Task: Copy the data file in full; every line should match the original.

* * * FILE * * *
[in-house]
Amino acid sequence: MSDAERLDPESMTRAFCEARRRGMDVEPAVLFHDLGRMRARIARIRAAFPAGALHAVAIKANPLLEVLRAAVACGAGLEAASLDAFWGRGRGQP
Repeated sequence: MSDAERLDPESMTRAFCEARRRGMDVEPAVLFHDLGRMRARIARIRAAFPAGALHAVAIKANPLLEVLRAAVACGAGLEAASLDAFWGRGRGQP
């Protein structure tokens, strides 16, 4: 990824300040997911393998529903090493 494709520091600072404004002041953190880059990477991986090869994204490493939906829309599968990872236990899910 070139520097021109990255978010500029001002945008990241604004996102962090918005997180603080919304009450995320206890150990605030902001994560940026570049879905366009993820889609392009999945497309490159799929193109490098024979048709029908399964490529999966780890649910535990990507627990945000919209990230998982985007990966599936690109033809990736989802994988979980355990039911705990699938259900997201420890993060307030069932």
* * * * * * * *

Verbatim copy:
[in-house]
Amino acid sequence: MSDAERLDPESMTRAFCEARRRGMDVEPAVLFHDLGRMRARIARIRAAFPAGALHAVAIKANPLLEVLRAAVACGAGLEAASLDAFWGRGRGQP
Repeated sequence: MSDAERLDPESMTRAFCEARRRGMDVEPAVLFHDLGRMRARIARIRAAFPAGALHAVAIKANPLLEVLRAAVACGAGLEAASLDAFWGRGRGQP
């Protein structure tokens, strides 16, 4: 990824300040997911393998529903090493 494709520091600072404004002041953190880059990477991986090869994204490493939906829309599968990872236990899910 070139520097021109990255978010500029001002945008990241604004996102962090918005997180603080919304009450995320206890150990605030902001994560940026570049879905366009993820889609392009999945497309490159799929193109490098024979048709029908399964490529999966780890649910535990990507627990945000919209990230998982985007990966599936690109033809990736989802994988979980355990039911705990699938259900997201420890993060307030069932």